1980′s television taught us so much.  The Bren Ten was controllable for controlled “triple taps”.  A Ruger Mini-14, when fired with the stock folded, was guaranteed to only hit the dirt beside a moving car, and if it did hit the car, it was only a tire.  The car would then flip over 96 times, and then it would show both of the occupants getting out and merely dusting themselves off.  A Smith and Wesson Model 29 (and oddly enough the SPAS-12, and HK P9) would blow the hood open on a car as it traveled towards you.  That bad guys could be armed with the same weaponry as the good guys, but always lacked in marksmanship skills.  And those that are serious carry a M1911 in their waistband with no holster. Continue reading

It was the Best of Times, It was the Worst of Times

“It was the best of times, it was the worst of times, it was the age of wisdom, it was the age of foolishness, it was the epoch of belief, it was the epoch of incredulity, it was the season of Light, it was the season of Darkness, it was the spring of hope, it was the winter of despair, we had everything before us, we had nothing before us, we were all going direct to heaven, we were all going direct the other way – in short, the period was so far like the present period, that some of its noisiest authorities insisted on its being received, for good or for evil, in the superlative degree of comparison only.”- Charles Dickens Continue reading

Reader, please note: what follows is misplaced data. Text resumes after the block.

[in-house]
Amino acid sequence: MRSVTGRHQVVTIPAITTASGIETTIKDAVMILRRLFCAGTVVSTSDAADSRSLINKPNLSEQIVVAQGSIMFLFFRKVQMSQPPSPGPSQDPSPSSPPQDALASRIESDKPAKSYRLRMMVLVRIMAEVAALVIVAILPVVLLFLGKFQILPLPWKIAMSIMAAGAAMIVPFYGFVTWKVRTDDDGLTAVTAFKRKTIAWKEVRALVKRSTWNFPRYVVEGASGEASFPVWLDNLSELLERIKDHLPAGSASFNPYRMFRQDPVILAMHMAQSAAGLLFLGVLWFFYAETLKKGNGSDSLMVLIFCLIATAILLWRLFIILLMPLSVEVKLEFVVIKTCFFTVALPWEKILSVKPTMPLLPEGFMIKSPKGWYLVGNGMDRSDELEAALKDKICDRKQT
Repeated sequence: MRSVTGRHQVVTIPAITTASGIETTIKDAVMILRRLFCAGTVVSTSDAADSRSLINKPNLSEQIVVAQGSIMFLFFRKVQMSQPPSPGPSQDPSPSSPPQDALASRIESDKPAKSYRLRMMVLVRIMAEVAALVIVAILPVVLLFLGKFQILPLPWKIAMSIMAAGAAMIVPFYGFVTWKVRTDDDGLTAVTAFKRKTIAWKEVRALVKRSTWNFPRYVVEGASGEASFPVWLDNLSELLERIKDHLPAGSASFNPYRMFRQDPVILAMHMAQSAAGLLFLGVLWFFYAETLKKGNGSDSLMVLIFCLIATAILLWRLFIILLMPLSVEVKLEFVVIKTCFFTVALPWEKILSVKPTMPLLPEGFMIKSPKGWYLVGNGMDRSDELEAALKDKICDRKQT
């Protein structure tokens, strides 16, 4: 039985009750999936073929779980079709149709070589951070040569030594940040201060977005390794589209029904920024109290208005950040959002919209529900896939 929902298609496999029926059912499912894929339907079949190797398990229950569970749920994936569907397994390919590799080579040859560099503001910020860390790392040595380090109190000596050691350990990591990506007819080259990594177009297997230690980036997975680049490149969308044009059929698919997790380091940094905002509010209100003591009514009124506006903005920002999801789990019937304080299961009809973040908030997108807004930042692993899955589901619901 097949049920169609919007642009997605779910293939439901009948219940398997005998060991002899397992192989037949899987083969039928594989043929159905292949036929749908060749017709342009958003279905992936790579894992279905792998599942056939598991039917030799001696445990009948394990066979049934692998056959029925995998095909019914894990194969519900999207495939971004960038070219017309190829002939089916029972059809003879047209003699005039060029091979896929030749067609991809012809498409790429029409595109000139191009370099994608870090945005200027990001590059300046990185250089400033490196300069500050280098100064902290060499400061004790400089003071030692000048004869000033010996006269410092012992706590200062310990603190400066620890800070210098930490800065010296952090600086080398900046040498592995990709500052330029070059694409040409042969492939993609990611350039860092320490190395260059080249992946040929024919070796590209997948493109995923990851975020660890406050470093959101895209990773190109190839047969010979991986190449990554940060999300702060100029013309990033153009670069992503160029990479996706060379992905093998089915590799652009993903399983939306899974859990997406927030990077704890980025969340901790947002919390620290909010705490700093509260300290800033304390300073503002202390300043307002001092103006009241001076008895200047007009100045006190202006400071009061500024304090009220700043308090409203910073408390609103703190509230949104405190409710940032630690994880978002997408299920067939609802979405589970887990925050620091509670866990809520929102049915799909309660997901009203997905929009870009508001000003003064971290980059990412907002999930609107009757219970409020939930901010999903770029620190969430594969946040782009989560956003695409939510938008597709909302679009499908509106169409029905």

One Handed Shooting

How much do you shoot using one hand only?

The art of one handed shooting is just that….an art.  The benefits from learning to shoot with only one hand are pretty self evident.  There are lots of scenarios where we find ourselves potentially with only one hand available.  Those include injury to one hand, holding open doors, shielding loved ones, holding on to a lead for a K9 for those of us that are/were handlers at one time or another. Continue reading

Review- Surefire SOCOM Muzzle Brake

So, I am a self admitted muzzle brake newb here.  I’ve only been fooling with them for about a year now, so I am most definitely the new guy on the block.  I’ve always been a fan of the A2 style flash hider, if for nothing else as to not be annoying to my fellow shooters as  there are brakes out there that are down right annoying. Continue reading

The Beretta 92G is BACK!!!!!!!

Photo courtesy Wilson Combat.

Beretta is bringing back in my opinion the best Model 92 pistol they ever made………the 92G series.